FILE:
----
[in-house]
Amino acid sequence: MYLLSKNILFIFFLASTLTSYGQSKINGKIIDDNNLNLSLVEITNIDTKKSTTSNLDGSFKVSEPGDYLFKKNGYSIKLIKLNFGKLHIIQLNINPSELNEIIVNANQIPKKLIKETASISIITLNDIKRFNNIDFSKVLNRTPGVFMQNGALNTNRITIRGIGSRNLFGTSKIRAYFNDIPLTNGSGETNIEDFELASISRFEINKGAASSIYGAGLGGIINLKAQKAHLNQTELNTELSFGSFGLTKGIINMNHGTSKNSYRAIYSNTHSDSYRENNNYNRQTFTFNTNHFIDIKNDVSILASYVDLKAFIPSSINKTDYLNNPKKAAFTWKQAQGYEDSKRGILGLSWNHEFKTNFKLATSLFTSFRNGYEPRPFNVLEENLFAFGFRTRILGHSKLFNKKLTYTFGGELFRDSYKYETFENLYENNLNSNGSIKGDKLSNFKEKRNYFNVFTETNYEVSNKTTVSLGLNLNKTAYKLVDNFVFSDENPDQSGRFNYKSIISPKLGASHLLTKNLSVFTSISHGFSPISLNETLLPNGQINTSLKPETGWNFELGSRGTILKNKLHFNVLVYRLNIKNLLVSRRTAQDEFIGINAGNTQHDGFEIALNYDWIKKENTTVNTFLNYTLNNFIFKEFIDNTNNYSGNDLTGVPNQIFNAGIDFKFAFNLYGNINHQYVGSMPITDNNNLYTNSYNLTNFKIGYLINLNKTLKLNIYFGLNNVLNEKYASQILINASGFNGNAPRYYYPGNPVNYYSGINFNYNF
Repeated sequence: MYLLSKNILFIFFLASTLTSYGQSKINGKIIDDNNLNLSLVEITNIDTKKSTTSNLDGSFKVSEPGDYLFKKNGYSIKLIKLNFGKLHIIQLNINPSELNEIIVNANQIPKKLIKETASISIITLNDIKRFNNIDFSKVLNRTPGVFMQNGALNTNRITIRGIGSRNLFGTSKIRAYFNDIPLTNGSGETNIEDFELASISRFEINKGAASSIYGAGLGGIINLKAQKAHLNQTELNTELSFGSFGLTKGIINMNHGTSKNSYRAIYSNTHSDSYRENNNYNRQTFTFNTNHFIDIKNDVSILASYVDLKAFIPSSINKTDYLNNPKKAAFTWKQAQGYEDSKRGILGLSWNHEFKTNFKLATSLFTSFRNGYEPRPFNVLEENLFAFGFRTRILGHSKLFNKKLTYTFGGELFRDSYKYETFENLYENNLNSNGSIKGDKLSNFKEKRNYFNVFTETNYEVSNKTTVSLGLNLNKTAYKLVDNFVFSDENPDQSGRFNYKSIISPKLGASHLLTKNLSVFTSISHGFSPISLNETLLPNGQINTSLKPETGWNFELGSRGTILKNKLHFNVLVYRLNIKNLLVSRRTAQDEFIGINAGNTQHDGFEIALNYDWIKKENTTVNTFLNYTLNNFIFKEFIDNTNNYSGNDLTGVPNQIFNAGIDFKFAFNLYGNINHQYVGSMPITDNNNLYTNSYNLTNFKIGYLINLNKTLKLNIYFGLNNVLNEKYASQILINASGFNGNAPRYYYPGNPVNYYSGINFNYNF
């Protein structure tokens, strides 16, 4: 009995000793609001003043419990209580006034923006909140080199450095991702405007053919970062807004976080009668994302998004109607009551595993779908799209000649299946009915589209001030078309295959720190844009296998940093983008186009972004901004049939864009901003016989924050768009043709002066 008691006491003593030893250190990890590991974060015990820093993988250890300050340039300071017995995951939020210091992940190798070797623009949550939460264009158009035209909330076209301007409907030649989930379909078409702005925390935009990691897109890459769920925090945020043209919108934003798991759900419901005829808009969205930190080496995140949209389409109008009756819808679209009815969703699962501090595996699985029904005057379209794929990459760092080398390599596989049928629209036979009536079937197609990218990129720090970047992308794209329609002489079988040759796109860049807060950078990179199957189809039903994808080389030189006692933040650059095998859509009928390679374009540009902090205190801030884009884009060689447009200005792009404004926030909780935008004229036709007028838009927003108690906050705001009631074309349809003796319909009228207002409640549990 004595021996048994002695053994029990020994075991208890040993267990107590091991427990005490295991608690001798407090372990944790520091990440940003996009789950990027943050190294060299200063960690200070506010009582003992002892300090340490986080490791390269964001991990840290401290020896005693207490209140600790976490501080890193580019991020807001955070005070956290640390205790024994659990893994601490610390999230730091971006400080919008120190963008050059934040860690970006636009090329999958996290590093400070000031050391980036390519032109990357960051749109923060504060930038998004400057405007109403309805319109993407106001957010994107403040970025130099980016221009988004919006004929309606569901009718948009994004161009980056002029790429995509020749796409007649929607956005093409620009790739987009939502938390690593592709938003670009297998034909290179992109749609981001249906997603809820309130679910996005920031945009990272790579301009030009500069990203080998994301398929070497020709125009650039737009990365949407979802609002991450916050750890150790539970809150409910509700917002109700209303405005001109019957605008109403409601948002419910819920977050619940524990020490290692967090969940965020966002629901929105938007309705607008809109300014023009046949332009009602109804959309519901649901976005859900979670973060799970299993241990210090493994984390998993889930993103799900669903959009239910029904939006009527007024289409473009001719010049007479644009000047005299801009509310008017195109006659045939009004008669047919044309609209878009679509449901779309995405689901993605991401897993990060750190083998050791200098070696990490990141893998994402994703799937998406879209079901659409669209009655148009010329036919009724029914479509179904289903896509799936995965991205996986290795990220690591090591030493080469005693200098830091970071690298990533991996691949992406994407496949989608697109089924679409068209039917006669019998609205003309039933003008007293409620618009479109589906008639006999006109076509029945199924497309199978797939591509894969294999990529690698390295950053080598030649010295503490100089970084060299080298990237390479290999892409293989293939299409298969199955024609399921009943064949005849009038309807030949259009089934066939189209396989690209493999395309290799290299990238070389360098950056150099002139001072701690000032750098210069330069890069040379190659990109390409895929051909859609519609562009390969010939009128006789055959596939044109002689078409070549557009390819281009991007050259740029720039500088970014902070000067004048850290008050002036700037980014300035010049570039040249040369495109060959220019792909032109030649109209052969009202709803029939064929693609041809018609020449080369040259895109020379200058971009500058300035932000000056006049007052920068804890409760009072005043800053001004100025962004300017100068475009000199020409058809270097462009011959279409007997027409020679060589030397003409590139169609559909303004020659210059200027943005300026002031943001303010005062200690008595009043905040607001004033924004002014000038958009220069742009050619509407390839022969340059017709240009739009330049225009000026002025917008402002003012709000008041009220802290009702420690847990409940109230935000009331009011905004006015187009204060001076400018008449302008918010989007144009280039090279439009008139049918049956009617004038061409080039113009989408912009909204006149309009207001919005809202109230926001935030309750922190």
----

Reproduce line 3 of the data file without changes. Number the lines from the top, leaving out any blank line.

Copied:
Repeated sequence: MYLLSKNILFIFFLASTLTSYGQSKINGKIIDDNNLNLSLVEITNIDTKKSTTSNLDGSFKVSEPGDYLFKKNGYSIKLIKLNFGKLHIIQLNINPSELNEIIVNANQIPKKLIKETASISIITLNDIKRFNNIDFSKVLNRTPGVFMQNGALNTNRITIRGIGSRNLFGTSKIRAYFNDIPLTNGSGETNIEDFELASISRFEINKGAASSIYGAGLGGIINLKAQKAHLNQTELNTELSFGSFGLTKGIINMNHGTSKNSYRAIYSNTHSDSYRENNNYNRQTFTFNTNHFIDIKNDVSILASYVDLKAFIPSSINKTDYLNNPKKAAFTWKQAQGYEDSKRGILGLSWNHEFKTNFKLATSLFTSFRNGYEPRPFNVLEENLFAFGFRTRILGHSKLFNKKLTYTFGGELFRDSYKYETFENLYENNLNSNGSIKGDKLSNFKEKRNYFNVFTETNYEVSNKTTVSLGLNLNKTAYKLVDNFVFSDENPDQSGRFNYKSIISPKLGASHLLTKNLSVFTSISHGFSPISLNETLLPNGQINTSLKPETGWNFELGSRGTILKNKLHFNVLVYRLNIKNLLVSRRTAQDEFIGINAGNTQHDGFEIALNYDWIKKENTTVNTFLNYTLNNFIFKEFIDNTNNYSGNDLTGVPNQIFNAGIDFKFAFNLYGNINHQYVGSMPITDNNNLYTNSYNLTNFKIGYLINLNKTLKLNIYFGLNNVLNEKYASQILINASGFNGNAPRYYYPGNPVNYYSGINFNYNF